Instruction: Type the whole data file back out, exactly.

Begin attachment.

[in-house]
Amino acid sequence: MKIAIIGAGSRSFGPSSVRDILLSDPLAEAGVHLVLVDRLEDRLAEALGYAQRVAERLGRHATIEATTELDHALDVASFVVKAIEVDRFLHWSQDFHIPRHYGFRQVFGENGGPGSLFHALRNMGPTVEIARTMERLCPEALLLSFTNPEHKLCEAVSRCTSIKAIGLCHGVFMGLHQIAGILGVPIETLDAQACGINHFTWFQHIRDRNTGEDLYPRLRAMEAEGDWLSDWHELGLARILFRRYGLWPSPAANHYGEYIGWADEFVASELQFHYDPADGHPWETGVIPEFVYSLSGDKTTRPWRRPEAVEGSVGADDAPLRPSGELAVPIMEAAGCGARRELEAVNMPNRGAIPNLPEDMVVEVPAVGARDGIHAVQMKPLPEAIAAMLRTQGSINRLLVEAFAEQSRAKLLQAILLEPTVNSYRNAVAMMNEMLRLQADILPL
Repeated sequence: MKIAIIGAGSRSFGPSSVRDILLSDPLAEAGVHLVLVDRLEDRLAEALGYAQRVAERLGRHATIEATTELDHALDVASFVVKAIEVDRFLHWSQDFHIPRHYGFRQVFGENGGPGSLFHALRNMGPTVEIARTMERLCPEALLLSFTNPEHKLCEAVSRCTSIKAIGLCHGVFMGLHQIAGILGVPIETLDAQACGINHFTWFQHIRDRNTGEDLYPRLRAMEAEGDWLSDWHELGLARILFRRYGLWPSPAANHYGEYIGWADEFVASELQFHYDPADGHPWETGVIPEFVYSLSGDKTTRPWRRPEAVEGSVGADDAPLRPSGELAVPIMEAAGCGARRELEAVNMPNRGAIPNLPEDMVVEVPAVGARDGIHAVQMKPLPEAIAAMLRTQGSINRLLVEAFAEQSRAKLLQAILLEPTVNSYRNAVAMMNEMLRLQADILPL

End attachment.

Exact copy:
[in-house]
Amino acid sequence: MKIAIIGAGSRSFGPSSVRDILLSDPLAEAGVHLVLVDRLEDRLAEALGYAQRVAERLGRHATIEATTELDHALDVASFVVKAIEVDRFLHWSQDFHIPRHYGFRQVFGENGGPGSLFHALRNMGPTVEIARTMERLCPEALLLSFTNPEHKLCEAVSRCTSIKAIGLCHGVFMGLHQIAGILGVPIETLDAQACGINHFTWFQHIRDRNTGEDLYPRLRAMEAEGDWLSDWHELGLARILFRRYGLWPSPAANHYGEYIGWADEFVASELQFHYDPADGHPWETGVIPEFVYSLSGDKTTRPWRRPEAVEGSVGADDAPLRPSGELAVPIMEAAGCGARRELEAVNMPNRGAIPNLPEDMVVEVPAVGARDGIHAVQMKPLPEAIAAMLRTQGSINRLLVEAFAEQSRAKLLQAILLEPTVNSYRNAVAMMNEMLRLQADILPL
Repeated sequence: MKIAIIGAGSRSFGPSSVRDILLSDPLAEAGVHLVLVDRLEDRLAEALGYAQRVAERLGRHATIEATTELDHALDVASFVVKAIEVDRFLHWSQDFHIPRHYGFRQVFGENGGPGSLFHALRNMGPTVEIARTMERLCPEALLLSFTNPEHKLCEAVSRCTSIKAIGLCHGVFMGLHQIAGILGVPIETLDAQACGINHFTWFQHIRDRNTGEDLYPRLRAMEAEGDWLSDWHELGLARILFRRYGLWPSPAANHYGEYIGWADEFVASELQFHYDPADGHPWETGVIPEFVYSLSGDKTTRPWRRPEAVEGSVGADDAPLRPSGELAVPIMEAAGCGARRELEAVNMPNRGAIPNLPEDMVVEVPAVGARDGIHAVQMKPLPEAIAAMLRTQGSINRLLVEAFAEQSRAKLLQAILLEPTVNSYRNAVAMMNEMLRLQADILPL